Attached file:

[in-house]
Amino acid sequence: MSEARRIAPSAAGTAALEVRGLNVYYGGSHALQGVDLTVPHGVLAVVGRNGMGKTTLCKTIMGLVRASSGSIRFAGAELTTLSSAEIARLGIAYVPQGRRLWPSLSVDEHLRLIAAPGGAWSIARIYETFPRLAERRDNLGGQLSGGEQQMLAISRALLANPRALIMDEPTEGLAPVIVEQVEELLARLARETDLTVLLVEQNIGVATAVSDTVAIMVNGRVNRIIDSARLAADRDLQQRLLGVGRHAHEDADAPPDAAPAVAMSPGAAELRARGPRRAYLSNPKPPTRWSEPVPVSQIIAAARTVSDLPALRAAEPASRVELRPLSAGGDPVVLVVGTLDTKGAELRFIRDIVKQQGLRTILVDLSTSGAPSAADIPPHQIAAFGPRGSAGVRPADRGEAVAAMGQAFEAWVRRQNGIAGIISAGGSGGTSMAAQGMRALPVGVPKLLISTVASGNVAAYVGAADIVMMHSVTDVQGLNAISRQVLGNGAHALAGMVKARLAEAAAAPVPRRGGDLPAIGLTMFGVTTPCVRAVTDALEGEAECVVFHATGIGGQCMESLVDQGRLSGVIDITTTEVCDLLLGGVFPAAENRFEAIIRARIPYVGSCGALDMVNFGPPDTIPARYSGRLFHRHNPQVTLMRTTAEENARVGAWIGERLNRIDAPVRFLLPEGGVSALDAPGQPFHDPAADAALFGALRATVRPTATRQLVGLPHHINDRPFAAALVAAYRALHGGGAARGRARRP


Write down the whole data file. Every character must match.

[in-house]
Amino acid sequence: MSEARRIAPSAAGTAALEVRGLNVYYGGSHALQGVDLTVPHGVLAVVGRNGMGKTTLCKTIMGLVRASSGSIRFAGAELTTLSSAEIARLGIAYVPQGRRLWPSLSVDEHLRLIAAPGGAWSIARIYETFPRLAERRDNLGGQLSGGEQQMLAISRALLANPRALIMDEPTEGLAPVIVEQVEELLARLARETDLTVLLVEQNIGVATAVSDTVAIMVNGRVNRIIDSARLAADRDLQQRLLGVGRHAHEDADAPPDAAPAVAMSPGAAELRARGPRRAYLSNPKPPTRWSEPVPVSQIIAAARTVSDLPALRAAEPASRVELRPLSAGGDPVVLVVGTLDTKGAELRFIRDIVKQQGLRTILVDLSTSGAPSAADIPPHQIAAFGPRGSAGVRPADRGEAVAAMGQAFEAWVRRQNGIAGIISAGGSGGTSMAAQGMRALPVGVPKLLISTVASGNVAAYVGAADIVMMHSVTDVQGLNAISRQVLGNGAHALAGMVKARLAEAAAAPVPRRGGDLPAIGLTMFGVTTPCVRAVTDALEGEAECVVFHATGIGGQCMESLVDQGRLSGVIDITTTEVCDLLLGGVFPAAENRFEAIIRARIPYVGSCGALDMVNFGPPDTIPARYSGRLFHRHNPQVTLMRTTAEENARVGAWIGERLNRIDAPVRFLLPEGGVSALDAPGQPFHDPAADAALFGALRATVRPTATRQLVGLPHHINDRPFAAALVAAYRALHGGGAARGRARRP